Cafe Society to discuss Post Traumatic Stress Syndrome (PTSD)
The next Cafe Society’s session on Oct. 18 will focus on PTSD; a term frequently used in public and private conversations but all-to-often, not well understood. Like it or not, it impacts our society in many different ways including presenting a significant burden for our medical systems and an inordinate drain on public funds often with marginal results. Statistical research indicates that approximately 24 million Americans, or 8 percent of our population have PTSD at any given time, and it is twice as likely to occur in women, as in men. The estimated cost is in the range of $42 billion which is frequently attributed to misdiagnosis and under treatment. The money goes for psychiatric and non-psychiatric medical treatment, indirect workplace costs, mortality costs and prescription drugs. Overwhelming as this statistics are, they don’t even begin to fully reflect the tragic consequences the malady may have for individual sufferers or their families.
Cafe Society discussions are held from 8:30 to 10 a.m. each Tuesday morning in the Rumsey Room of the Shepherd University Student Center. They are an integral part of the SU Life Long Learning Program. There are no fees or registration requirements. They are intended to facilitate a dialog on current issues between the students and older members of the community.
Facilitator, Mike Austin said, “For many years we have read or heard mention of individuals, usually military personnel suffering from ‘shell shock’ or ‘combat fatigue’ and frequently it was cast in the negative light of malingering or acts of cowardice to avoid combat. But the profound growth in experience gained through our engagements in Korea, Vietnam, Iraq and Afghanistan provide compelling evidence that it is a major dilemma that we still haven’t adequately addressed. And we now recognize the fact that it is not a phenomenon that exclusively affects military personnel, but is destroying the lives of civilians, women as well as men, and young people as well. Simply stated, PTSD the current term that has evolved since 1980 — is a disorder that some people, more than we realized, develop when they are exposed to shocking, scary, or dangerous events. It may not necessarily be something they have experienced personally, but the unexpected loss of a loved one, and may only be manifest months or years after the incident. As you can imagine, PTSD may be very difficult to diagnose.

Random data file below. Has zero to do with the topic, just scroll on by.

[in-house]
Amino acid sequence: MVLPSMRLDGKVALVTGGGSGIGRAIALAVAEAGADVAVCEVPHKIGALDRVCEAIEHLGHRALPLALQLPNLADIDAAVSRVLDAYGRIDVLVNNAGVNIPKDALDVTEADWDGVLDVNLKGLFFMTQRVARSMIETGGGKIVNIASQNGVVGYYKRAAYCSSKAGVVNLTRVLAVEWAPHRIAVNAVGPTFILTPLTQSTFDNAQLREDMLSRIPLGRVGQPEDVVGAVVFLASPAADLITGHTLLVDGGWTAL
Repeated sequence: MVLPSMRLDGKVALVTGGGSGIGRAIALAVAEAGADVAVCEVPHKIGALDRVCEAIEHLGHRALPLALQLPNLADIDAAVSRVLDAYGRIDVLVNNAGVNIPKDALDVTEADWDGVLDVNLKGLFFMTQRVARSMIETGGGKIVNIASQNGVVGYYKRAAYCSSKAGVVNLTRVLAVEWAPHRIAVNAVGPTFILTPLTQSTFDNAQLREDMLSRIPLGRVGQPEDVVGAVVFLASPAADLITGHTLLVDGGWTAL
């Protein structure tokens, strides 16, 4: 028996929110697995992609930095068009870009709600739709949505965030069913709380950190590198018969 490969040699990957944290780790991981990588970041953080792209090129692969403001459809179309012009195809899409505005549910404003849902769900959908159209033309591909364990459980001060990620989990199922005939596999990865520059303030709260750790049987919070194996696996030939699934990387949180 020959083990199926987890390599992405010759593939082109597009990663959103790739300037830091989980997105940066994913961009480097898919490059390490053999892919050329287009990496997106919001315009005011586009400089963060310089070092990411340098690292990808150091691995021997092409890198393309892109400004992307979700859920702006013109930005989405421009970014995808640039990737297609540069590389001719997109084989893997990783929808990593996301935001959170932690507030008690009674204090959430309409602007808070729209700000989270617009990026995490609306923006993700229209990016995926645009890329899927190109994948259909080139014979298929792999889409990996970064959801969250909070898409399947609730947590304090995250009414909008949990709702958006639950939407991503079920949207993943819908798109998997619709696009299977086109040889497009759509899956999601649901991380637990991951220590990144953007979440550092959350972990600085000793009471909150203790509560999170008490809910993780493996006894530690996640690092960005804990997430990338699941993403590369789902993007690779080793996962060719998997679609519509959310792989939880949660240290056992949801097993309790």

“The symptoms must last more than a month and severe enough to interfere with normal relationships in the family or community and ability to work. And only someone qualified to deal with mental illnesses, such as a psychiatrist or psychologist can make an appropriate diagnosis that will result in treatment. Results are uneven and full recovery seldom achieved since it is a neurological disorder or behavioral problem that is nearly impossible to completely resolve.”
Austin added, “Frequently PTSD is also associated with other dysfunctional problems that compound treatment or prevent rehabilitation including alcoholism, drug abuse and other debilitating habits that exacerbate the situation. There Cafe is evidence that some individuals are genetically more prone to PTSD or related vulnerabilities than others. There is no doubt that a healthy family life and sense of security within the individual’s social network and among his or her peers makes a huge difference. But the different degree of resilience from one individual to another is hard to fathom. Some 830,000 Vietnam veterans reportedly suffered from PTSD, 15 percent of the men, and 8.5 percent of the women and yet they all received the same thorough U.S. military preparation and training before deployment and many shared in similar highly traumatic combat experiences. More recently 20 percent of our veterans returning from Iraq suffered from PTSD, so we are losing ground. Some of that may be due to the extreme difficulties we are having in dealing with terrorism where there are few safe zones and personnel are always at risk.
“And certainly the frequency of re-deployments and unpredicted tour extensions aren’t helping. At least in the military there are dedicated professionals trying to deal with the problem. The situation is more challenging for civilians where individuals get little help unless they have a strong family and supportive community.”